NACOGDOCHES, TX (KTRE) - Vehicular heatstroke reminders were launched nationwide this week, but federal legislation designed to prevent such deaths is still pending.
Most daycare facilities use lifesaving technology, but it takes proposed legislation for it to be used on a larger scale.
For more than 10 years, Kenya burton has transported children in daycare.
"Do we have our seatbelts buckle? And we're going to keep our hands to ourselves," Bruton said the kids in her care.
She's never left a child in a vehicle, but if she should ever do so, she'll know it right away, thanks to a mandatory warning device required by Texas state law.
"We all have our vans that were purchased from 2013 forward," said Lisa King, the president of the county child welfare board and a daycare owner. And they all have a reminder."
However, the proposed legislation in the Hot Cars Act of 2017 that wants all new passenger motor vehicles to be equipped with a child safety alert system is still pending.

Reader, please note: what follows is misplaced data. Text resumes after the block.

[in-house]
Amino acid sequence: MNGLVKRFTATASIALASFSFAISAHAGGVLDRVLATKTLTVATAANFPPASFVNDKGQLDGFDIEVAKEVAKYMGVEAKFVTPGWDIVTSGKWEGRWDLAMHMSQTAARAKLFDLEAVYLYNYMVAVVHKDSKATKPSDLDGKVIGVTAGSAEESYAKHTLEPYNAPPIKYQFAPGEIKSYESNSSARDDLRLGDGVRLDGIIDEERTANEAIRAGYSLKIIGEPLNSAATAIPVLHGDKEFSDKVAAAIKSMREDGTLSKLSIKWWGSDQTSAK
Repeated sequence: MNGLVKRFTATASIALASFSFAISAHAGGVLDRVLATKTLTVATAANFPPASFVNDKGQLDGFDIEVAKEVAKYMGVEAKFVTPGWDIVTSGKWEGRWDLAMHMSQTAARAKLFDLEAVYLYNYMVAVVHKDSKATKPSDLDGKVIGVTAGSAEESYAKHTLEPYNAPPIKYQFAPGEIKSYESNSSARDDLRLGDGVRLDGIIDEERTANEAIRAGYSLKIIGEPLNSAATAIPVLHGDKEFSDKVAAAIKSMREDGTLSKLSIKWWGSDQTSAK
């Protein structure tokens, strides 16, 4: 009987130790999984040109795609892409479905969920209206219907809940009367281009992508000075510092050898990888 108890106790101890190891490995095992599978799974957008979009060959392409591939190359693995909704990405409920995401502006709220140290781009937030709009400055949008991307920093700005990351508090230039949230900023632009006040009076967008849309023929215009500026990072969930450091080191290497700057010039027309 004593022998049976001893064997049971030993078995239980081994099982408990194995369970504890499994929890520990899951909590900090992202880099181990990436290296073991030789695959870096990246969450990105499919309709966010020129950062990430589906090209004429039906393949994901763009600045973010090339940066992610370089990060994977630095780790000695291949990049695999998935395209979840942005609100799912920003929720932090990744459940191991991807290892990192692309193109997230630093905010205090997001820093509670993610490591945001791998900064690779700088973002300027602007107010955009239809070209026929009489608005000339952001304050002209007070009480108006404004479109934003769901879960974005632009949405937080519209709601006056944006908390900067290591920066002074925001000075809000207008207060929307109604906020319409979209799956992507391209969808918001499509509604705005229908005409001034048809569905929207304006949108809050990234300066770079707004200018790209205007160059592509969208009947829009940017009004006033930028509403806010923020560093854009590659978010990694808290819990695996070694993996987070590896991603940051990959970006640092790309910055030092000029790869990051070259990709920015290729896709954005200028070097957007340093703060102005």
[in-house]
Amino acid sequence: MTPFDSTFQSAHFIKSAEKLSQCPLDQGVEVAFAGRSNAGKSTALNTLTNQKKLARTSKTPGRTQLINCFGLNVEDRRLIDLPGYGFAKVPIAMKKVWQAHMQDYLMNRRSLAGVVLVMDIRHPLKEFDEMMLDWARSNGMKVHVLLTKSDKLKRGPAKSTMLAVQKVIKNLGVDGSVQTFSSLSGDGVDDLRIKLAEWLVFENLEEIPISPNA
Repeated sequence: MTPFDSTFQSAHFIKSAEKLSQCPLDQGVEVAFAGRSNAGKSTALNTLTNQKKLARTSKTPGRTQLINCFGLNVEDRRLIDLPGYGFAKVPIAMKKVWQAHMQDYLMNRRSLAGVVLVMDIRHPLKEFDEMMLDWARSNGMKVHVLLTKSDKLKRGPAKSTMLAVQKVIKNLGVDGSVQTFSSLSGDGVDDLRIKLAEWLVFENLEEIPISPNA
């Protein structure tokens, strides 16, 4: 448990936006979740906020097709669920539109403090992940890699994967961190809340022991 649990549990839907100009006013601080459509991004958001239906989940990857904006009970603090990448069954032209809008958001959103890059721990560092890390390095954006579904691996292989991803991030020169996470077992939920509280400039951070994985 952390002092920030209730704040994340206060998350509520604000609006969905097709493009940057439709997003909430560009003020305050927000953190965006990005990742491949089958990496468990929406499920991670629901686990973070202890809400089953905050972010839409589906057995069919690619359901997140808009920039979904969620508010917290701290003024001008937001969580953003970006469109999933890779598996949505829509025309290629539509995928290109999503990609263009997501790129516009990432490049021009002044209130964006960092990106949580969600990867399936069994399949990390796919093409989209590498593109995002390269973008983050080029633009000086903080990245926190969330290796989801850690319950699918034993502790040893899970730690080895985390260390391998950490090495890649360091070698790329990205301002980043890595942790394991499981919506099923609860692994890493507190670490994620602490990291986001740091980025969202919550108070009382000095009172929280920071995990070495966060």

"We have the technology," King said. "It's rather we as a society want to mandate that upon one another to prevent these children's deaths."
Other prevention measures have been pushed into the private sector. All new cars will include backup cameras by May of 2018 in an effort to prevent deadly back-over accidents.
"Technology advances, and the newer the vehicle, the more customers expect out of them," said Daniel Manley, a sales professional. Backup camera really seems like a standard feature that is going to be included in the newer vehicles."
Children are taught about the advantages of seatbelts.
"It holds me in," a child said.
Seat alarms and backup cameras may become just as familiar to the youngsters. Until then, Bruton welcomes the technology that helps keep kids safe.
For more information on how to keep children safe around vehicles, click here.